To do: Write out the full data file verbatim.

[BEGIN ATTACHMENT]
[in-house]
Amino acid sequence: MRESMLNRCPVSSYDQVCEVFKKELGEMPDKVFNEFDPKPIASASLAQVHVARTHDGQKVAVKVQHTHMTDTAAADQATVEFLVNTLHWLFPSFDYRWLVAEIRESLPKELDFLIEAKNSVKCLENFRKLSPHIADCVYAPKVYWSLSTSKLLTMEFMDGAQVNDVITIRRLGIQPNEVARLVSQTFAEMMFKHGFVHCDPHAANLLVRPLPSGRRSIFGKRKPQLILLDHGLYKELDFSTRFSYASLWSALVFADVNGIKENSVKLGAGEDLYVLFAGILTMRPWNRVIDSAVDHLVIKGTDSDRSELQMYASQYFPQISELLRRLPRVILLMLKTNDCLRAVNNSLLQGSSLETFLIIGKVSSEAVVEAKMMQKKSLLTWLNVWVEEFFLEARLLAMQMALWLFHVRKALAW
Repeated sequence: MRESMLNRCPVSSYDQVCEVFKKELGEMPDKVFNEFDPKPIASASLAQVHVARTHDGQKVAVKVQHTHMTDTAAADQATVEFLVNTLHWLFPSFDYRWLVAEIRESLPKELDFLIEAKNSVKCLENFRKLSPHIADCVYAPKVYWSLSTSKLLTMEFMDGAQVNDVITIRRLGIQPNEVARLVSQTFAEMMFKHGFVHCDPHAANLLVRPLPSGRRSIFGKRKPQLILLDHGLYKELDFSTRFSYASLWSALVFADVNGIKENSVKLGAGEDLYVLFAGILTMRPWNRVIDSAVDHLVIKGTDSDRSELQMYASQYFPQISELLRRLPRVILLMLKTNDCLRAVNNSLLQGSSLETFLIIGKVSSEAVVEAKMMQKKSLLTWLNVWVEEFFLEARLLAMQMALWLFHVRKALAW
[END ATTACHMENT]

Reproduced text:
[in-house]
Amino acid sequence: MRESMLNRCPVSSYDQVCEVFKKELGEMPDKVFNEFDPKPIASASLAQVHVARTHDGQKVAVKVQHTHMTDTAAADQATVEFLVNTLHWLFPSFDYRWLVAEIRESLPKELDFLIEAKNSVKCLENFRKLSPHIADCVYAPKVYWSLSTSKLLTMEFMDGAQVNDVITIRRLGIQPNEVARLVSQTFAEMMFKHGFVHCDPHAANLLVRPLPSGRRSIFGKRKPQLILLDHGLYKELDFSTRFSYASLWSALVFADVNGIKENSVKLGAGEDLYVLFAGILTMRPWNRVIDSAVDHLVIKGTDSDRSELQMYASQYFPQISELLRRLPRVILLMLKTNDCLRAVNNSLLQGSSLETFLIIGKVSSEAVVEAKMMQKKSLLTWLNVWVEEFFLEARLLAMQMALWLFHVRKALAW
Repeated sequence: MRESMLNRCPVSSYDQVCEVFKKELGEMPDKVFNEFDPKPIASASLAQVHVARTHDGQKVAVKVQHTHMTDTAAADQATVEFLVNTLHWLFPSFDYRWLVAEIRESLPKELDFLIEAKNSVKCLENFRKLSPHIADCVYAPKVYWSLSTSKLLTMEFMDGAQVNDVITIRRLGIQPNEVARLVSQTFAEMMFKHGFVHCDPHAANLLVRPLPSGRRSIFGKRKPQLILLDHGLYKELDFSTRFSYASLWSALVFADVNGIKENSVKLGAGEDLYVLFAGILTMRPWNRVIDSAVDHLVIKGTDSDRSELQMYASQYFPQISELLRRLPRVILLMLKTNDCLRAVNNSLLQGSSLETFLIIGKVSSEAVVEAKMMQKKSLLTWLNVWVEEFFLEARLLAMQMALWLFHVRKALAW